Posters call for trolleys to unite border cities instead of more fences

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EL PASO – A multimedia artist from New York City is on a mission to revive the historic trolley system that once breached the borderline joining Ciudad Juarez to the Sun City.

“I’m a firm believer that we should build trolleys, not walls,” said native El Pasoan Peter Svarzbein. His one-man ad campaign – the El Paso Transnational Trolley Project, – is provoking talk about a future connection between the sister cities.

Black and white posters of an old-fashioned trolley driver welcoming people to the idea of trolleys now grace the walls of various downtown buildings. (Courtesy of Peter Svarzbein)

Black and white posters of an old-fashioned trolley driver welcoming people to the idea of trolleys now grace the walls of various downtown buildings. (Courtesy of Peter Svarzbein)

Public transportation in El Paso and Juarez began with that trolley service in 1881. They were not electric streetcars, but rather horse and mule-drawn trolleys. As time went by, electric streetcars eventually replaced them.

At the time, public transportation was run by three privately owned transit lines – El Paso City Lines, Lower Valley Lines, and Country Club Bus Lines. Electric mass transit lines between El Paso and Juarez continued until 1973 run by a private business, the Border Jumper Trolley. In 1977, the Sun City Area Transit (SCAT) bus system was born, now known as Sun Metro.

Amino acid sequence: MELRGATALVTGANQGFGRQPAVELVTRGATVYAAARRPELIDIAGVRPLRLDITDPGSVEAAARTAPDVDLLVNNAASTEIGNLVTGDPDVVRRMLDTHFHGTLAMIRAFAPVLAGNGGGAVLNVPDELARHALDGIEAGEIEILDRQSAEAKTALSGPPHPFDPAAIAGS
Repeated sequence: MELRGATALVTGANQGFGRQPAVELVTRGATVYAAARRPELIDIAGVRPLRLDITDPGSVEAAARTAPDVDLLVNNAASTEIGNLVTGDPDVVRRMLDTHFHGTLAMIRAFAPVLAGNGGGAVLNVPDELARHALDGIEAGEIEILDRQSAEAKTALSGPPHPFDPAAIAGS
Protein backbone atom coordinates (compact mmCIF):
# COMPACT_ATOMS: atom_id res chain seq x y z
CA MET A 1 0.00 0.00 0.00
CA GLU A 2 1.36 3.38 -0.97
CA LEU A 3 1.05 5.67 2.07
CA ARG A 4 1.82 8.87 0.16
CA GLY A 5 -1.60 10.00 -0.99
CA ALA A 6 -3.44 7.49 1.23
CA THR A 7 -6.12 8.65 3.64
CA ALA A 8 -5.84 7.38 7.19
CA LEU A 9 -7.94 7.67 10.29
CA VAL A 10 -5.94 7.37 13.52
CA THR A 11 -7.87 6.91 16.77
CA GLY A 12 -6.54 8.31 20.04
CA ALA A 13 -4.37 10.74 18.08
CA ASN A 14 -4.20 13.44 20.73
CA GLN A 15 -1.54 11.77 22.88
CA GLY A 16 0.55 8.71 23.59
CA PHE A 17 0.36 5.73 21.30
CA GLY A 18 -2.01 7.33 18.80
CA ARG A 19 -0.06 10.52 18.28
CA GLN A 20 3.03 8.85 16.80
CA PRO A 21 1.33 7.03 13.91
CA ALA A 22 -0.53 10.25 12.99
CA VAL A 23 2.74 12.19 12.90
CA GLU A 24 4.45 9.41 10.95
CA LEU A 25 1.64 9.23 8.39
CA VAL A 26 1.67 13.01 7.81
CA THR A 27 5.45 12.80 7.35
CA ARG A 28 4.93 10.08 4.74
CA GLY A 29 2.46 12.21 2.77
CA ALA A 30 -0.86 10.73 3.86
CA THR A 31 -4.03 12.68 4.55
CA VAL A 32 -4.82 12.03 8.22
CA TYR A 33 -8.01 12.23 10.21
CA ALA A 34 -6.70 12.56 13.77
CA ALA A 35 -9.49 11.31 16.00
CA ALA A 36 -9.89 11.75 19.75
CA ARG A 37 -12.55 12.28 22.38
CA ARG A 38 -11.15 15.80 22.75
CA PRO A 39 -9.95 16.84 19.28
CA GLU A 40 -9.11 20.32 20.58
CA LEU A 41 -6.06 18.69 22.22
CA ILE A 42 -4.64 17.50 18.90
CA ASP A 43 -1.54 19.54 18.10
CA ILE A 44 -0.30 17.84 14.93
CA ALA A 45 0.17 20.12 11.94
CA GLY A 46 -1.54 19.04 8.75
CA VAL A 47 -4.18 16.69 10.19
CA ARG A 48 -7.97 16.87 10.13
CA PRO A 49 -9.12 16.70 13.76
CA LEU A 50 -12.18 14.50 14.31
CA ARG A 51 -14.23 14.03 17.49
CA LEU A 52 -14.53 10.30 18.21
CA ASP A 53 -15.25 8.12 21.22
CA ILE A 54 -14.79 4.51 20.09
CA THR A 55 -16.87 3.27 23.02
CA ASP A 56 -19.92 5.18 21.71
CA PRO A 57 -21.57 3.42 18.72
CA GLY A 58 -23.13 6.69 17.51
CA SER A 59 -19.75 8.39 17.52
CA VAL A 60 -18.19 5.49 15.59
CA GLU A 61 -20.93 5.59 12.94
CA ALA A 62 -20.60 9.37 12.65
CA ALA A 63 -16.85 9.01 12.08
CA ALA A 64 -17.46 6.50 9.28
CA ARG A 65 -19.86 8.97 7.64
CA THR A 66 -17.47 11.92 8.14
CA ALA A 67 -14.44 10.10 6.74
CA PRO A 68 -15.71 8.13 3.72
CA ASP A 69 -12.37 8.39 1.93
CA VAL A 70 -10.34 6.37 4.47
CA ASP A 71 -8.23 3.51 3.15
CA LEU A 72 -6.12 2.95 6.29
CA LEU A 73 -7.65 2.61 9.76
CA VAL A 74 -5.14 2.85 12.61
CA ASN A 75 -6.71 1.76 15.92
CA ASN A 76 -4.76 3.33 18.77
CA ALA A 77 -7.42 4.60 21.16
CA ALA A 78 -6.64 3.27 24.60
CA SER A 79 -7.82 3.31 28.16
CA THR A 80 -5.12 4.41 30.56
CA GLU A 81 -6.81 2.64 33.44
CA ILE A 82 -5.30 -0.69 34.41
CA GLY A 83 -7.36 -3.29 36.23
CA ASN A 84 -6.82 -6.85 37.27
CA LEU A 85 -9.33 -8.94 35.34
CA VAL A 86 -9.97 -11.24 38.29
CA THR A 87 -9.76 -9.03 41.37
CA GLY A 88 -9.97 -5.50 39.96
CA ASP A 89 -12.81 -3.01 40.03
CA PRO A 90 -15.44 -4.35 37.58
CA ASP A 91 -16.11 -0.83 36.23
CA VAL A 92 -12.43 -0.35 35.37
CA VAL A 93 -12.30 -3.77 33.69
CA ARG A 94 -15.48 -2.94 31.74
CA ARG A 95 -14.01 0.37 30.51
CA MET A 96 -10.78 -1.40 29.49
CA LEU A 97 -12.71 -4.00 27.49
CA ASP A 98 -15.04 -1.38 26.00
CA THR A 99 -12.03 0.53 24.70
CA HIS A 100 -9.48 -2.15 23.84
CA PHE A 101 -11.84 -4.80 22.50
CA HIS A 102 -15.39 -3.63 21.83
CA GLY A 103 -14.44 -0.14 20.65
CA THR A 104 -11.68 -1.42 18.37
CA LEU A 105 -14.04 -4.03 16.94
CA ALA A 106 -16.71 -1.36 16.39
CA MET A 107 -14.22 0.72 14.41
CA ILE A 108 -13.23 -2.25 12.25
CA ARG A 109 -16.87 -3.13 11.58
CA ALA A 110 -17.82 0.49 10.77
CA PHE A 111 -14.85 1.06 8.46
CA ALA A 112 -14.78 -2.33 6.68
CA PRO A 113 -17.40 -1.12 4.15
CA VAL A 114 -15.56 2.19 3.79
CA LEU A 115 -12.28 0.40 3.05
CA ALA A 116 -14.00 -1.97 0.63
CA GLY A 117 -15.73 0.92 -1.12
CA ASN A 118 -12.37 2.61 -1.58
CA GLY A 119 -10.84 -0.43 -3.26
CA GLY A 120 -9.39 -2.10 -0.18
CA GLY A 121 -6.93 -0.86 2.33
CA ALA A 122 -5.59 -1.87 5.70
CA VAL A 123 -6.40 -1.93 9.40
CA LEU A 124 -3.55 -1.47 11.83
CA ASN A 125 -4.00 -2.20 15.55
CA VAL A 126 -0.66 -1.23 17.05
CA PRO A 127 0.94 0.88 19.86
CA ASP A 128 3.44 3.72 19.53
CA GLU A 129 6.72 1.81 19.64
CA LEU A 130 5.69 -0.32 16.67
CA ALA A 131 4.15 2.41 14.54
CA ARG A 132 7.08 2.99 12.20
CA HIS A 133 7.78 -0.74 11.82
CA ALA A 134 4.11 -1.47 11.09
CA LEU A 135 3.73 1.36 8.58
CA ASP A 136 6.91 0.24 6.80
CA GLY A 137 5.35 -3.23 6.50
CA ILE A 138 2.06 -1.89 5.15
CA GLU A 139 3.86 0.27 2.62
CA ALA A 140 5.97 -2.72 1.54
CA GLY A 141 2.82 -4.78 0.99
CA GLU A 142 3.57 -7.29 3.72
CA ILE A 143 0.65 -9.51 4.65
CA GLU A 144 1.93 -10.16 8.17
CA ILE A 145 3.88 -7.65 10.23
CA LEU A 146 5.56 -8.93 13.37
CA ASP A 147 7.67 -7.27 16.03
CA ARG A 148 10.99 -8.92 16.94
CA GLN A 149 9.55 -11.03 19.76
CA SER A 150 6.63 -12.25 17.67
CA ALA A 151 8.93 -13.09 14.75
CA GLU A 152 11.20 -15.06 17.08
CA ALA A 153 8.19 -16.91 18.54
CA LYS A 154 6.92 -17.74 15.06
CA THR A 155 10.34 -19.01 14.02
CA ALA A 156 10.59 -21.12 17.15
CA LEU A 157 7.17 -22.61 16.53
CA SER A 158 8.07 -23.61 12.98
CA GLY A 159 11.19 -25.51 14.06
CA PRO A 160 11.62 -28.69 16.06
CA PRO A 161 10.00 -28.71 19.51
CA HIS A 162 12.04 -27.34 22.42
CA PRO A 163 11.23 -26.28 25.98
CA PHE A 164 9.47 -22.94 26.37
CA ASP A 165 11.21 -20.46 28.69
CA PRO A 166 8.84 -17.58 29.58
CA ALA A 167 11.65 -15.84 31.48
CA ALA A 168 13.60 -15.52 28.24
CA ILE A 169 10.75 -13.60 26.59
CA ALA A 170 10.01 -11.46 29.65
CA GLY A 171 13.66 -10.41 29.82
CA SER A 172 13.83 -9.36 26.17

“I think that by having more connections we’re better off and it may be hard to cross right now but I do know that a streetcar and a fixed rail mass transit makes sense for a lot of reasons. Not just spiritually and culturally, but from an economic standpoint and an environmental standpoint,” Svarzbein said.

Black and white posters of an old-fashioned trolley driver welcoming people to the idea of trolleys now grace the walls of various downtown buildings such as the former El Paso Saddleblanket Company.

What started as a public and performance art project has become a clear vision of what the trolleys stand for and how they can still have a positive impact on the border.

“From what I’ve seen, El Paso and Juarez are attached. People go back and forth all the time,” said Roberto Santos, an English teacher at El Paso Community College Valle Verde and MC of the recent Rally for Border Unity. “So both sides of this man-made border are actually really related, more related than people realize. That’s what this event was about, bringing a little bit of hope back.”

Part of that hope is trying to make Juarez safe again. The intriguing posters read: “Let Us Take You Home on Either Side of the Border” and “Here to Make The Border Safe Again.”  Aware of the escalating violence in Juarez, Svarzbein’s goal as an artist is to prompt the public to imagine a time in the future when they could feel safe again commuting between El Paso and Juarez.

“Growing up so close to the border is something so special and unique. You could really see the culture of El Paso and Juarez mesh together, and this event was about that,” said Christina Pietrowski, junior geological sciences major at UTEP and booking agent. “It’s important for people to cross safely so that people in El Paso can experience what it’s like to be in another country with a lot of history and culture. But it’s really about sharing our cultures and trying to avoid the walls and just having unity with each other.”

For more information and to follow the project’s progress visit www.elpasotransnationaltrolley.tumblr.com.

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